The Syria of today offers tourists as much a cultural experience as a sightseeing one, where ancient history provides a fascinating backdrop to everyday life on the streets                          

 


A B C Arabic Cuisine

Arabic cuisine has its roots in tent cookery. Nomadic tribes could use only transportable foods such as rice and dates, or ambulatory stock like sheep and camels in their recipes - which tended to be rough sketches rather than strict formulae.

As the caravans journeyed throughout the Middle East, new seasonings and vegetables were discovered and added to the existing repertoire. Each new discovery was incorporated into the diet in quantities palatable to a particular tribe - a fact that many cooks believe is responsible for the anomalies found in some Arabic dishes today.

The nomadic Bedouin influence is broadened by other cuisines from the Arab world, notably from Syria, Lebanon, Palestine and Egypt, resulting in a highly diverse food and drink culture.

Lebanese contributions have been the greatest influence on modern Middle Eastern cuisine, in no small part due to the entrepreneurship of the Lebanese that has helped to spread Arabic cuisine throughout the world from its centre in the Levant in such areas as Aleppo, Damascus, Beirut and Nablus. Lebanese culinary influence and business skills provide the framework for the exotic cuisine recognised internationally as Arabic.

Hospitality in the Arab world is second to none, and nowhere is it better expressed than in the age-old custom of serving freshly-brewed coffee or mint tea to every guest, whether the gathering be business or social.

The foreigner who takes time to learn and experiment with this excellent cuisine will be immediately won over and rewarded with many wonderful surprises. Arabic food can rival any international gastronomy for originality and good taste, and, because it basically comprises simple, natural and easily digested foodstuffs, it ranks high in nutritional value with today's fitness-conscious society.

Glossary of Arabic Cuisine

Arabic Bread (Khubz Arabi, pita)

Flat, round bread, which can be easily split to make a sandwich, or broken apart and used as a utensil for scooping food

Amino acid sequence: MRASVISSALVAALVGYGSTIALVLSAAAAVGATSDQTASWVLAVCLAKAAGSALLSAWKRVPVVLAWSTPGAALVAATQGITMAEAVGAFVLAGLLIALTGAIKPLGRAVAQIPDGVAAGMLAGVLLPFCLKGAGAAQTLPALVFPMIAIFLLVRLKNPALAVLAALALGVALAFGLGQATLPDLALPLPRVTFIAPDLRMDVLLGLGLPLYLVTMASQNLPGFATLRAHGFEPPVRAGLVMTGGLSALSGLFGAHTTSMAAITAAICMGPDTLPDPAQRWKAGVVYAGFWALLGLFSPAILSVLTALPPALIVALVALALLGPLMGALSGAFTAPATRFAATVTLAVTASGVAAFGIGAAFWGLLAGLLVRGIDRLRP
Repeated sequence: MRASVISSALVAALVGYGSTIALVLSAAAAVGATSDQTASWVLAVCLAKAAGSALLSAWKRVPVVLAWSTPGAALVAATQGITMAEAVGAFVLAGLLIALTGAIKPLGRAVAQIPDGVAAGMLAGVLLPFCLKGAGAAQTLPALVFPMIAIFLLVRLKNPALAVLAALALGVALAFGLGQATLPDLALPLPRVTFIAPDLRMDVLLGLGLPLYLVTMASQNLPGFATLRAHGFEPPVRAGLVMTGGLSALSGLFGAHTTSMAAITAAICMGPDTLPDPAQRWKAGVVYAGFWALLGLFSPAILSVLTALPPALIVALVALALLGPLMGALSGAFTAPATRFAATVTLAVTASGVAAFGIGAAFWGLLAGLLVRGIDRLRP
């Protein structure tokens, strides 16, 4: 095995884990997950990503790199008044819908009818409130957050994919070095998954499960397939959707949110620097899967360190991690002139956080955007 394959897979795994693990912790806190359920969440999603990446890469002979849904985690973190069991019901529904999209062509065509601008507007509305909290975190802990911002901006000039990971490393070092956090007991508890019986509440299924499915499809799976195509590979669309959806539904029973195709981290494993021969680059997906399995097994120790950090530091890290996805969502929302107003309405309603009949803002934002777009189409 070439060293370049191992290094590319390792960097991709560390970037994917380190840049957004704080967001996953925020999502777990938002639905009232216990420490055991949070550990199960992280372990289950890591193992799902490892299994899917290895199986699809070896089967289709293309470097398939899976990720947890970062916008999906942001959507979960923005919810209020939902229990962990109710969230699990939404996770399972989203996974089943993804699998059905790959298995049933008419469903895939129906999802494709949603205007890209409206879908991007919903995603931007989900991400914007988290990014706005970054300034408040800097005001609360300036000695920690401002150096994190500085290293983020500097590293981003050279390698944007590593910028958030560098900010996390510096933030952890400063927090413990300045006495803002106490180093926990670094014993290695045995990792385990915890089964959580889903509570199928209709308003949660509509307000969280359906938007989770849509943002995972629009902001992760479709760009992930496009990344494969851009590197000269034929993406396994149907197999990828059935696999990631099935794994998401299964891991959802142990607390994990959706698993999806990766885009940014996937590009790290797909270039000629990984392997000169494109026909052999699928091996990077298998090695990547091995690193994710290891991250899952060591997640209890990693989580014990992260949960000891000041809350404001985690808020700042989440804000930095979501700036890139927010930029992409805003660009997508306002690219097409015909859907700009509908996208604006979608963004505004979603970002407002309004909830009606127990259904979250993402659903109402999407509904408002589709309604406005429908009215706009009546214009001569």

Arayess

Deep-fried lamb sandwich

 
Ataif (gatayef, kataif)

Small pancakes stuffed with nuts or cheese and doused with syrup

 
Baba Ghanoush

Char-grilled eggplant, tahina, olive oil, lemon juice and garlic purée - served as a dip

 
Baharat (bjar)

Arabic mixed spices

 
Bamia

Baby okra and lamb in tomato stew

 
Baklawa (baklava)

Dessert of layered pastry filled with nuts and steeped in honey-lemon syrup - usually cut into triangular or diamond shapes

 
Basboosa

Semolina tart soaked with syrup

 
Bukhari Rice

Lamb and rice stir-fried with onion, lemon, carrot and tomato paste

 
Burghul (bulghur wheat, bulgar)

Parboiled and dried wheat kernels processed into grain, used in tabbouleh and mixed with lamb in kibbeh

 
Cardamom

Aromatic spice, member of the ginger family, used to flavour Arabic coffee, yoghurt and stews

 
Coriander (cilantro)

Lacy, green-leaf relative of the parsley family with an extremely pungent flavour akin to a combination of lemon, sage and caraway.

 
Ejje

Arabic omelette

 
Falafel

Small deep-fried patties made of highly-spiced ground chick-peas

 
Fatayer

Pastry pockets filled with spinach, meat or cheese

 
Fattoush

Salad of toasted croutons, cucumbers, tomatoes and mint

 
Foul (ful)

Slow-cooked mash of brown beans and red lentils, dressed with lemon, olive oil and cumin

 
Gahwa (kahwa)

Coffee

 
Haleeb

Milk

 
Halwa (halva)

Sesame paste sweet, usually made in a slab and studded with fruit and nuts